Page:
Disk/head assembly 12 includes a number of rotating platters used to store data that is represented as magnetic transitions on the magnetic platters. Read/write heads 13 of disk/head assembly 12 are used to store and retrieve data from each side of the magnetic platters. Read/write heads 13 may comprise any type of available read/write heads such as magneto-resistive heads. Preamplifier 14 serves as an interface between read/write heads 13 of disk/head assembly 12 and SSD channel 10, and provides amplification to the waveform data signals as needed.

SSD channel 10 is used during read and write operations to exchange analog data signals with disk/head assembly 12 through preamplifier 14 and to exchange digital data signals with control circuitry 11 through a data/parameter path 15. SSD channel 10 includes a write channel 16, a read channel 18, a servo control 20, and a parameter memory 22. SSD channel 10 may be implemented as a single integrated circuit.

Some of the various circuit modules of read channel 18 may receive operational parameters for enhanced or optimal performance. The operational parameters are generally calculated during burn-in but may be calculated at other times. The operational parameters are designed to account for the various physical and magnetic characteristics of disk drive mass storage system 30 that vary from system to system and influence operational performance. During start-up, the operational parameters are provided to SSD channel 10 from control circuitry 11 through data/parameter path 15. Parameter memory 22 stores the operational parameters. The various circuit modules of read channel 18 may then access the operational parameters from parameter memory 22 during read operations.

Control circuitry 11 controls the various operations of disk drive mass storage system 30 and to exchange digital data with SSD channel 10, the pre-amp 14 and host 32. Control circuitry 11 includes a microprocessor 28, a disk control 24, a random access memory (RAM) 26, and a read only memory (ROM) 29. Microprocessor 28, disk control 24, RAM 26, and ROM 29 together provide control and logic functions to disk drive mass storage system 30 so that data may be received from host 32, stored, and later retrieved and provided back to host 32. ROM 29 includes preloaded microprocessor instructions for use by microprocessor 28 in operating and controlling disk drive mass storage system 30. ROM 29 may also include the operational parameters, discussed above, that are supplied to parameter memory 22 during start-up. RAM 26 is used for storing digital data received from host 32 before being supplied to SSD channel 10 and received from SSD channel 10 before being supplied to host 32. RAM 26 may also provide data to microprocessor 28 and store data or results calculated by microprocessor 28. Disk control 24 includes various logic and bus arbitration circuitry used in properly interfacing disk drive mass storage system 30 to host 32 and for internally interfacing control circuitry 11 to SSD channel 10 and to the pre-amp status register in pre-amp 14. Depending on the circuit implementation, any of a variety of circuitry may be used in disk control 24.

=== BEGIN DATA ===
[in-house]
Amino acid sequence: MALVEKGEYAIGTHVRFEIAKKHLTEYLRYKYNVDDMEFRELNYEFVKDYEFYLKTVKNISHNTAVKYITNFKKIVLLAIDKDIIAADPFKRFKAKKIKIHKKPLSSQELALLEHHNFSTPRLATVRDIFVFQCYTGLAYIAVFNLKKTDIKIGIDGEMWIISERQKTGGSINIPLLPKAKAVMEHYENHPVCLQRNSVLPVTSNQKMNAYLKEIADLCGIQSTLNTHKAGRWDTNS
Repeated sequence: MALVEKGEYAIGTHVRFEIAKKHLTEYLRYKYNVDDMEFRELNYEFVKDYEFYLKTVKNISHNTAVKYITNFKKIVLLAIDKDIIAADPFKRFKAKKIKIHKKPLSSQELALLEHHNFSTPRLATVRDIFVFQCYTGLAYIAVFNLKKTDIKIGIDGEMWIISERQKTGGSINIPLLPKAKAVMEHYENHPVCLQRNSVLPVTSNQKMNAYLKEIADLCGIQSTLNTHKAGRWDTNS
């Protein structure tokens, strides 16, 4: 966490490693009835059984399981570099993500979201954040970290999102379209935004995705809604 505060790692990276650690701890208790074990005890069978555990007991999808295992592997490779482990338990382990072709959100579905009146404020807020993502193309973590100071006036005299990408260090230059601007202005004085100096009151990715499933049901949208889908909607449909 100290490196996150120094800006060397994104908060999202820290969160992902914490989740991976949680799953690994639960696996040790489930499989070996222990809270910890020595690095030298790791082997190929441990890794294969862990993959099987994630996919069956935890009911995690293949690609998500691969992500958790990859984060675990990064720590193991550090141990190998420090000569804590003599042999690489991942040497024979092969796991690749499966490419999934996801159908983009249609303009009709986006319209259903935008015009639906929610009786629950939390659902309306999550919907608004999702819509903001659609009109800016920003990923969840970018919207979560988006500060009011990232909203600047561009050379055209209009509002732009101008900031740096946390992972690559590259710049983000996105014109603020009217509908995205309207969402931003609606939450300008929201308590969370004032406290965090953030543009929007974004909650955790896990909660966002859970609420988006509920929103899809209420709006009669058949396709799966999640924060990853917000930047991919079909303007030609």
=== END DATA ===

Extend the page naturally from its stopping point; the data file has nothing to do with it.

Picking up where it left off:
In operation, disk drive mass storage system 30 goes through an initialization or start-up routine when power is initially provided. One such routine instructs microprocessor 28 to supply operational parameters, previously stored in ROM 29, to parameter memory 22 of SSD channel 10 through data/parameter path 15. The operational parameters are then stored in memory registers of parameter memory 22 for use by read channel 18 during a read operation. Operational parameters may also be stored in the pre-amp status register in pre-amp 14 using bus 15 b.